Press Trust of India|Oct 15, 2021
Dharmendra Pradhan praises JNU for introducing course on counter-terrorism
Union education minister held a meeting today with the vice-chancellors of central universities to discuss NEP 2020, ABC, multiple entry and exit, etc.
NEW DELHI: Union Education Minister Dharmendra Pradhan Friday lauded JNU for starting a course on counter-terrorism, days after the university courted controversy over it.
The executive council of the Jawaharlal Nehru University on Thursday approved the new counter-terrorism course, which had drawn criticism from a section of teachers and students over its content.
"JNU deserves appreciation, I extend my wishes to Vice Chancellor Jagadesh Kumar for starting such a course. When top global universities like MIT can have discourse and debate on terrorism and counter-terrorism, why cannot our varsities do the same," Pradhan said during a meeting with vice chancellors. He said a fellow parliamentarian had written to him on the JNU course. He, however, did not name the parliamentarian.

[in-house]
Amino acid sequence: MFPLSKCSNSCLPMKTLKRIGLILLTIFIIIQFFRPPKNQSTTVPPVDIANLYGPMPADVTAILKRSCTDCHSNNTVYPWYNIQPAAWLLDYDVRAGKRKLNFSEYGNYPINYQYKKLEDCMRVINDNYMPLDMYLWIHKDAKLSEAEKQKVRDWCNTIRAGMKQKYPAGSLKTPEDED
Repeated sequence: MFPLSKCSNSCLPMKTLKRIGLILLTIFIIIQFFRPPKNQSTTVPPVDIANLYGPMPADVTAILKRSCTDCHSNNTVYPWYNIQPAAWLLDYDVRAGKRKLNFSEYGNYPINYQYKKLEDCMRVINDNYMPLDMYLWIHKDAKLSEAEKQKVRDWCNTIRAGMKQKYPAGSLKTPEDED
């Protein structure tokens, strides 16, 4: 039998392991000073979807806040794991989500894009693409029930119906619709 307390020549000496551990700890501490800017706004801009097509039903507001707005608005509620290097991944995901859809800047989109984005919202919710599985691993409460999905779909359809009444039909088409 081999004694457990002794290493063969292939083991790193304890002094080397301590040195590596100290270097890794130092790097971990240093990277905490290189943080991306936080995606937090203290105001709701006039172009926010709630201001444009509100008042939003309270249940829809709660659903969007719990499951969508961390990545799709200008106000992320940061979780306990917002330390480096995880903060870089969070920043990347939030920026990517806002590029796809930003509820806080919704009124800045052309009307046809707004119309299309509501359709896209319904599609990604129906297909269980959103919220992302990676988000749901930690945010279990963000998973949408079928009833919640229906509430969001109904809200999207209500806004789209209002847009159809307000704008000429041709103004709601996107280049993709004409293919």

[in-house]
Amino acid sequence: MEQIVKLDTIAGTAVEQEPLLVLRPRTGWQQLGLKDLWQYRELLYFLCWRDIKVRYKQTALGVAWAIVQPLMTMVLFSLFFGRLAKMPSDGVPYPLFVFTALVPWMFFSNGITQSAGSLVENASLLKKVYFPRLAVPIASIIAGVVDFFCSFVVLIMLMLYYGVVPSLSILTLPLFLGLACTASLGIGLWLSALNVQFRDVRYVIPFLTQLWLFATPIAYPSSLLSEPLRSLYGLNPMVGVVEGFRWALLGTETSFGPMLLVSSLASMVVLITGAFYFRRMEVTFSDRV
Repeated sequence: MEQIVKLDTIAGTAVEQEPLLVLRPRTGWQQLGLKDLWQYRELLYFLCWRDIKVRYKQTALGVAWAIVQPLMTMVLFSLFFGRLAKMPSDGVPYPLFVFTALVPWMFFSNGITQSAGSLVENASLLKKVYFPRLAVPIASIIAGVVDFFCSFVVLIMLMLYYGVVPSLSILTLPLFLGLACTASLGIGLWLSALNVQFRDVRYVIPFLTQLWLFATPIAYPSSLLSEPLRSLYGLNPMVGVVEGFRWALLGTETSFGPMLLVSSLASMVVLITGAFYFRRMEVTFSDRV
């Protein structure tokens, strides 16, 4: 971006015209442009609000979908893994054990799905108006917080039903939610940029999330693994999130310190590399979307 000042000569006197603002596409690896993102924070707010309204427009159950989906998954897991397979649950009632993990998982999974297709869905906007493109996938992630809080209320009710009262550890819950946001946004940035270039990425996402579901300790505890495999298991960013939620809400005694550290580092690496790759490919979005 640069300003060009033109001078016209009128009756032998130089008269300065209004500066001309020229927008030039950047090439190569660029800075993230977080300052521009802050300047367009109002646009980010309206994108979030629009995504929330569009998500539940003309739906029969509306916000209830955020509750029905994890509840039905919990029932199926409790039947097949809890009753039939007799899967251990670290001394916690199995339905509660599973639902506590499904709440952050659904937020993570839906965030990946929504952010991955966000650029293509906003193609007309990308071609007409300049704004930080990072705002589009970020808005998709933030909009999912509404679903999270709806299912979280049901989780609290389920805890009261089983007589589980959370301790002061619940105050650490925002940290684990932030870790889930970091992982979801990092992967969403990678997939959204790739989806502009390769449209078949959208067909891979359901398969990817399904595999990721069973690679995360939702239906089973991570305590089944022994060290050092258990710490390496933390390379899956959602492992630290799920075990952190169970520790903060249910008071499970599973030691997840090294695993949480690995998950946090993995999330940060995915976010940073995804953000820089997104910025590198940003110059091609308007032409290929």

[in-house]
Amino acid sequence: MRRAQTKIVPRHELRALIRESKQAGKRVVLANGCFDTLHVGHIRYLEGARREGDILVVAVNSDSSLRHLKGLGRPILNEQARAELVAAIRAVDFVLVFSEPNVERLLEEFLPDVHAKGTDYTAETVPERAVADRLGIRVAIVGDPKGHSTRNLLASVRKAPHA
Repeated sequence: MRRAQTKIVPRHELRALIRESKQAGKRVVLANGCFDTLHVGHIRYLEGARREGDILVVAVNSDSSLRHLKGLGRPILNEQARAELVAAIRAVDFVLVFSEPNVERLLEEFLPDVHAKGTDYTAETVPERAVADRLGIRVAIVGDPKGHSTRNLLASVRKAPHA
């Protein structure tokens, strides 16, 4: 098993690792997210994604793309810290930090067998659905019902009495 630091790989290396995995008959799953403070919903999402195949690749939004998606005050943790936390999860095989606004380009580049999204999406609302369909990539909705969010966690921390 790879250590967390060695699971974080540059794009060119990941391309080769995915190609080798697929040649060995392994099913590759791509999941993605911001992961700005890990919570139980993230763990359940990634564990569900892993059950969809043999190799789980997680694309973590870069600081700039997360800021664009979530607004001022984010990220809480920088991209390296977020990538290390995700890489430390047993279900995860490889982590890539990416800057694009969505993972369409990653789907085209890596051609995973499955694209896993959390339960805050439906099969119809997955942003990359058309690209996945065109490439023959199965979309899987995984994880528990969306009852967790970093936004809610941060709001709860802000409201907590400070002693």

"During my interaction with US security experts, I understood how internet and cyber world will be used increasingly for terrorism activities. Why cannot our students, engineering students learn this. At the end of the day, these students will deal with similar problem and find solution to such issues after they have graduated," he said.
The academic council of JNU, in its meeting held on August 17, had approved three new courses -- "Counter terrorism, asymmetric conflicts and strategies for cooperation among major powers"; "India's emerging world view in the twenty first century" and "Significance of science and technology in international relations".
A section of JNU teachers and students had objected to the introduction of the counter-terrorism course, alleging it states that "jihadi terrorism" is the only form of "fundamentalist-religious terrorism". The course also asserts that communist regimes in the Soviet Union and China were state-sponsors of terrorism that influenced radical Islamic states, according to them.
Earlier this week, the JNU VC had said that there was a "needless controversy" about the new counter-terrorism course, without going into its academic merits.
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